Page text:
Blueberry Anthocyanins and Human Health
There is a growing body of research showing the human health benefit from a diet rich in berries. This evidence points specifically to red, purple, and blue colour pigments, or anthocyanins, as being significant contributors to health benefits, despite the fact that anthocyanins are not easily absorbed by humans. Researchers at Agriculture and Agri-Food Canada's (AAFC) Kentville Research and Development Centre have been investigating this enigma and have recently uncovered what may be a 'missing link' to help explain anthocyanin health benefits in spite of their apparent poor absorption by the body.
Currently, it is thought that anthocyanins are rapidly broken down in the body by intestinal bacteria and that these bacterial products are largely responsible for health benefits. The Kentville team focused on wild blueberries, a high-value Canadian crop rich in anthocyanins. By examining the human urinary excretion of wild blueberry anthocyanins, they discovered that the body metabolizes anthocyanins very extensively.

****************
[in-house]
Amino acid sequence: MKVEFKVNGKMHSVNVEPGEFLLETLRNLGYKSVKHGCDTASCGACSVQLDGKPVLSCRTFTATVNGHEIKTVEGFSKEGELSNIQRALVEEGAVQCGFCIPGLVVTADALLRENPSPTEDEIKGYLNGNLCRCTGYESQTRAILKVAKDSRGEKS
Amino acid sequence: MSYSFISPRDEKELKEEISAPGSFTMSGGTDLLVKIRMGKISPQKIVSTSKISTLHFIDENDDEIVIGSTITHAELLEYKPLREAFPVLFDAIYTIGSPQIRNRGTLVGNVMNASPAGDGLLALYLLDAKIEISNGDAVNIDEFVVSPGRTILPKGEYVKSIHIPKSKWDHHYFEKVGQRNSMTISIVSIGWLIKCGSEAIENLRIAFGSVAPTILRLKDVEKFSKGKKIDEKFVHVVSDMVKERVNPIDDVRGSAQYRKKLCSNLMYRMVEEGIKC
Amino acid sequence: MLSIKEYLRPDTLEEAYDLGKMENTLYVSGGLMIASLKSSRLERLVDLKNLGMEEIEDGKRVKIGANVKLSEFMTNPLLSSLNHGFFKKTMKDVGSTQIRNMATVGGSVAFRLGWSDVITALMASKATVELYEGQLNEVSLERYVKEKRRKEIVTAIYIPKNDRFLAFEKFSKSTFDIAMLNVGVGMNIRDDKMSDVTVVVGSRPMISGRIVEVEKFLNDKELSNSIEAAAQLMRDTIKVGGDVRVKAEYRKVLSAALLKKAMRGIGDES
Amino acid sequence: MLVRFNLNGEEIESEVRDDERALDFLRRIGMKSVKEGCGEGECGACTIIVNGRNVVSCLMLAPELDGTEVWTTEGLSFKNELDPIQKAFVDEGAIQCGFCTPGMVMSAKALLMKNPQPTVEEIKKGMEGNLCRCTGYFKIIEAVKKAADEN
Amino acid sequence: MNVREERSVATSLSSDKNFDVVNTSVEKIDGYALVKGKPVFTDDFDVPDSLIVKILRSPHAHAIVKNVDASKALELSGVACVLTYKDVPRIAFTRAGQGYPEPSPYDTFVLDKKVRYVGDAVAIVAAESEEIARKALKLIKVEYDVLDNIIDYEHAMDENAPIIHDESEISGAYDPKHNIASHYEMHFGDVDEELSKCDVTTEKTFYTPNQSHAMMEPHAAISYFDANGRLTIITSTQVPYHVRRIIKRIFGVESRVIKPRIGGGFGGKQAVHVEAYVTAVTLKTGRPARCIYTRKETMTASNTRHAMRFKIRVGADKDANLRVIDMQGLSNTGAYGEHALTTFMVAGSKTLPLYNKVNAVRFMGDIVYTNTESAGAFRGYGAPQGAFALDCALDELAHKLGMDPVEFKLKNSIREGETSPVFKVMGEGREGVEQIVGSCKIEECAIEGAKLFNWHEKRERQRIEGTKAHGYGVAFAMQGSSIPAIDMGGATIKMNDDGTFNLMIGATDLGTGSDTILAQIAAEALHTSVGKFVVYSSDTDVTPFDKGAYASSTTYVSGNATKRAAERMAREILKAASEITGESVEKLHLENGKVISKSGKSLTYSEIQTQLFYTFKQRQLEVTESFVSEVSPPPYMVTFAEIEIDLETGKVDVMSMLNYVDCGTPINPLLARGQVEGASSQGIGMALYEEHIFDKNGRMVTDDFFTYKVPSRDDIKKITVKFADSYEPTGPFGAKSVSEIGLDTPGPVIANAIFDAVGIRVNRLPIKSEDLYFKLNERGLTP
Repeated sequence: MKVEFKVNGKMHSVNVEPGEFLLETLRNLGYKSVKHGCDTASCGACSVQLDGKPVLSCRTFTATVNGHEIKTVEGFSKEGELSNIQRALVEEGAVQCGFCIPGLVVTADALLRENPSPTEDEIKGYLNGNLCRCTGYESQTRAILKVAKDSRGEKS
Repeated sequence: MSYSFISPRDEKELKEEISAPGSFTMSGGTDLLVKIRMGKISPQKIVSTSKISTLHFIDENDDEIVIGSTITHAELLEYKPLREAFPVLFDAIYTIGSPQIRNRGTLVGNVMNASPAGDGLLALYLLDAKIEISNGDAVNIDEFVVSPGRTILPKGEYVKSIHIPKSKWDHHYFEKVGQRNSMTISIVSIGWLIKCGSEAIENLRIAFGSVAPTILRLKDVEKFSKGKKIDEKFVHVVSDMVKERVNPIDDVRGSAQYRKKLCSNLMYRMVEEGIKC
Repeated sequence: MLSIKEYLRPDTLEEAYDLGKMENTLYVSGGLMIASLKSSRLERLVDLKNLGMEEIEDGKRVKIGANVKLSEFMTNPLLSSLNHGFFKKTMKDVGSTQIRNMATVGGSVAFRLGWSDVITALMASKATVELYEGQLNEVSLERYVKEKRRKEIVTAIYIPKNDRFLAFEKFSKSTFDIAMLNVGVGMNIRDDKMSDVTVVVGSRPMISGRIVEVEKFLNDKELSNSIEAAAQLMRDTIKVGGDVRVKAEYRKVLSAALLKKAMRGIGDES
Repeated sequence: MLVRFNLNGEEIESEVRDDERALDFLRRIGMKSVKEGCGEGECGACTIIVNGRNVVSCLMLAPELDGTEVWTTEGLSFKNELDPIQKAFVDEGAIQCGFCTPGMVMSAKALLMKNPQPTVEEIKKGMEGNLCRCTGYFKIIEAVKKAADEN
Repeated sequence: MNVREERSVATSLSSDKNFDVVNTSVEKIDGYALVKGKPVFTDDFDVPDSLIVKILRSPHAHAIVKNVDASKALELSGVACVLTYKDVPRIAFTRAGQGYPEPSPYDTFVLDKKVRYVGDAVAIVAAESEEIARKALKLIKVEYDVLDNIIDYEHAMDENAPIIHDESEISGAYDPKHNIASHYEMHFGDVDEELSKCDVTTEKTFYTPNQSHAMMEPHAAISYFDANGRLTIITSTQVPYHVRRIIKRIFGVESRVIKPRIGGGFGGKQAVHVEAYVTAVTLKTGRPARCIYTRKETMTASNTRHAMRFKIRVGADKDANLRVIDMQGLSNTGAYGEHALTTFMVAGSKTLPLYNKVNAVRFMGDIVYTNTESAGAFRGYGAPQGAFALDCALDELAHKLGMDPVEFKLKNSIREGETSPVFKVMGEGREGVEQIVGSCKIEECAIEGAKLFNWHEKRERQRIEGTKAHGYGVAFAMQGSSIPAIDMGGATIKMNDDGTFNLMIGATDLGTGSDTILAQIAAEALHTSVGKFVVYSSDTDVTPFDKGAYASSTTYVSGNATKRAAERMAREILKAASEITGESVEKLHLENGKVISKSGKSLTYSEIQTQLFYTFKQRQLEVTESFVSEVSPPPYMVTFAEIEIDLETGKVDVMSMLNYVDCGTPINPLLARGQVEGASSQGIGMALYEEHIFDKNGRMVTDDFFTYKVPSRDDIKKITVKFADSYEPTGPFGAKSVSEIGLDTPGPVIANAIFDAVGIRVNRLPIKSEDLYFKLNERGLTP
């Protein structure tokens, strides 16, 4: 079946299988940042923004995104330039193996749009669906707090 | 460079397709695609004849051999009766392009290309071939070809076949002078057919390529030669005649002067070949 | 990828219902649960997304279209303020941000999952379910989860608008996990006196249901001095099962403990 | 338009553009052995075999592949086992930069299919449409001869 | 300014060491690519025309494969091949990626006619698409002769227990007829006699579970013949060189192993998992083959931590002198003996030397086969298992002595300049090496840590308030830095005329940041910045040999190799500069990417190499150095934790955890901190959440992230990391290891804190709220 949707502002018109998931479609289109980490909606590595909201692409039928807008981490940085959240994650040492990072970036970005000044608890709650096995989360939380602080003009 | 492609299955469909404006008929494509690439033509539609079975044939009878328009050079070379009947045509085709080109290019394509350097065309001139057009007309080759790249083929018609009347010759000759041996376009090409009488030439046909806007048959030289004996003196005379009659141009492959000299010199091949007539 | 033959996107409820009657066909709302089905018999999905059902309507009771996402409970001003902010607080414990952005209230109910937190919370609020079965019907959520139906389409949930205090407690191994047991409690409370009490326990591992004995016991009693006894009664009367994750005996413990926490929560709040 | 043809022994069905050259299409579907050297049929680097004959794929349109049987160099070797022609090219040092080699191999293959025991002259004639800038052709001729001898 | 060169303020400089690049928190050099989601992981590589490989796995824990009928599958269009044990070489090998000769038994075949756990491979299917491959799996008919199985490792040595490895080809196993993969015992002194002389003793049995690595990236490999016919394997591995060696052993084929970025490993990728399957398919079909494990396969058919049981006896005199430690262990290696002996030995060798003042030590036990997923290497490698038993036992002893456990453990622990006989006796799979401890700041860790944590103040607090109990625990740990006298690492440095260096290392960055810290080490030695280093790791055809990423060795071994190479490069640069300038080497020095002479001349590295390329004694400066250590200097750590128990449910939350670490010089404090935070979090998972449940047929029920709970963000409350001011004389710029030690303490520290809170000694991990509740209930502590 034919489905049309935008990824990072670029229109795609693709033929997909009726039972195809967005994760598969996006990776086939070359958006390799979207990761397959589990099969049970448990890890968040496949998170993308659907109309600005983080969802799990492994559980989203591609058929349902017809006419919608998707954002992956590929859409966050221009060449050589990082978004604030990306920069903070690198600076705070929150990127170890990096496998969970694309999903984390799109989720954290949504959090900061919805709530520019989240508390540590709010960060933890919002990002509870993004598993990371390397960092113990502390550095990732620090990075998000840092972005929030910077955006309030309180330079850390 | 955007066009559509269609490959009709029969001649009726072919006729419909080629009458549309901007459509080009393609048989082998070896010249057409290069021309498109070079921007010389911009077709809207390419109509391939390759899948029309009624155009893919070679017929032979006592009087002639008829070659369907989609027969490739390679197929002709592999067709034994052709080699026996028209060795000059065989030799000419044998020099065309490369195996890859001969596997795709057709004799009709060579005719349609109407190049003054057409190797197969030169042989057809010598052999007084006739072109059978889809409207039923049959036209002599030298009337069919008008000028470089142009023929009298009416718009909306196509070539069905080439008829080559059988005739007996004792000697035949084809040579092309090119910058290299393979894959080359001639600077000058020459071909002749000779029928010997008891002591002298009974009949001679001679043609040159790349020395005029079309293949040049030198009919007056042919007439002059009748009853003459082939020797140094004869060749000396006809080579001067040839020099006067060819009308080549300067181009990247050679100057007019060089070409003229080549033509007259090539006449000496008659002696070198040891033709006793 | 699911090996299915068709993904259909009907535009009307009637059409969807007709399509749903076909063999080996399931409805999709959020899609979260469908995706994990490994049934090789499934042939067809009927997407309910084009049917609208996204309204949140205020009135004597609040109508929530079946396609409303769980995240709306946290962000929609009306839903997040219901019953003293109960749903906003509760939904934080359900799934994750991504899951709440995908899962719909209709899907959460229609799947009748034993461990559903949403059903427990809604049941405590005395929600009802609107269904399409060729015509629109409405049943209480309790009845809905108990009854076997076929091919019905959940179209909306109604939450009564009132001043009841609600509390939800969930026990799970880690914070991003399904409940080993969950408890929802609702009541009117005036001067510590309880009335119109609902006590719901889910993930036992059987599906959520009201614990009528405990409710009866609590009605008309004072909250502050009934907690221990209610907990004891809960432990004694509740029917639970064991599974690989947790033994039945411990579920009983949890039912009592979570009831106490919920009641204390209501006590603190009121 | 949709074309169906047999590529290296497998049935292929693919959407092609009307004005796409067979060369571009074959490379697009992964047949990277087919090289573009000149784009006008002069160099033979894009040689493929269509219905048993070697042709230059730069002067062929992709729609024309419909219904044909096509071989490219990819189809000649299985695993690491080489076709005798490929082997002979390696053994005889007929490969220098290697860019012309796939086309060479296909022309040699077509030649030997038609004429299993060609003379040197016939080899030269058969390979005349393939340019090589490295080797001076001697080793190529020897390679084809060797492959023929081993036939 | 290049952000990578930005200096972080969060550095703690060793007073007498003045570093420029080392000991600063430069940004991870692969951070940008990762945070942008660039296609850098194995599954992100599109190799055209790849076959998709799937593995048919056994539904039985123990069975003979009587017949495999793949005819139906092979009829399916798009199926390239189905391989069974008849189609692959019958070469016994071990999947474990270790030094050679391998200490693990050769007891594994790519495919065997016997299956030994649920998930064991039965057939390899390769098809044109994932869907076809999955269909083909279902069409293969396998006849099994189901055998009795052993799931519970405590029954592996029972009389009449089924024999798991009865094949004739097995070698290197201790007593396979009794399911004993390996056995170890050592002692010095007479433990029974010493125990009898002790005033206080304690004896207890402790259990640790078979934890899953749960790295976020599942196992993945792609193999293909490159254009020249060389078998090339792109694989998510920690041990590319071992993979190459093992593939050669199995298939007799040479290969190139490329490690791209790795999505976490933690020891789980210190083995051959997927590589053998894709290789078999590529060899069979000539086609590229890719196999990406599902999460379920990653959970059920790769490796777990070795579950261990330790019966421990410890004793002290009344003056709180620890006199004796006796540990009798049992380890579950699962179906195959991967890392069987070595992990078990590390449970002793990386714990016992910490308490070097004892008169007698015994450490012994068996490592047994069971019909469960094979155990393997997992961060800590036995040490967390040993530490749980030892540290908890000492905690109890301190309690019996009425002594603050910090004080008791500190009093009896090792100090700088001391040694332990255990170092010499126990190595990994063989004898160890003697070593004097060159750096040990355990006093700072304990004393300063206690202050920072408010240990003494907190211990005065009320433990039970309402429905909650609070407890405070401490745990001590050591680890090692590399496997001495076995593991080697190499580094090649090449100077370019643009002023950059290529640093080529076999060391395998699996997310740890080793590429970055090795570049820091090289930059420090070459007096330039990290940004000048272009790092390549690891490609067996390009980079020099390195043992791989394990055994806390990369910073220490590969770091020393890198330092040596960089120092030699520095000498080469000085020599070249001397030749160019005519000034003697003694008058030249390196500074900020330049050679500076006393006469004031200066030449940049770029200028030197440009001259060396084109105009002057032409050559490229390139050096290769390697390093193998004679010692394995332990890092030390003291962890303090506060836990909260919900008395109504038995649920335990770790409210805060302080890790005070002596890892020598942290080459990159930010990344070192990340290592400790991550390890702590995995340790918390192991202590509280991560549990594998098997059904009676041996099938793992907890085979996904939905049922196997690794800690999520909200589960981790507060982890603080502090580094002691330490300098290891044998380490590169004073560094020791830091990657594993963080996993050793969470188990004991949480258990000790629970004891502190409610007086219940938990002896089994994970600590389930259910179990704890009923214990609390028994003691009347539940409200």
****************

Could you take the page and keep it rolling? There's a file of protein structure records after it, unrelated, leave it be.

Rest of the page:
The team discovered that while most ingested anthocyanins are rapidly lost, they are also acted upon by the body's 'detoxification machinery' and are extensively circulated in the body. The Kentville findings increase the estimates of net anthocyanin absorption by 20-fold and help to explain the beneficial effects of anthocyanins in the body. A significant finding was that anthocyanins are extremely well-retained in those who eat them regularly.
This study is an excellent example of how AAFC research can significantly influence the design of human clinical research in anthocyanins and biomedicine that may contribute to solidifying health claims about blueberries.
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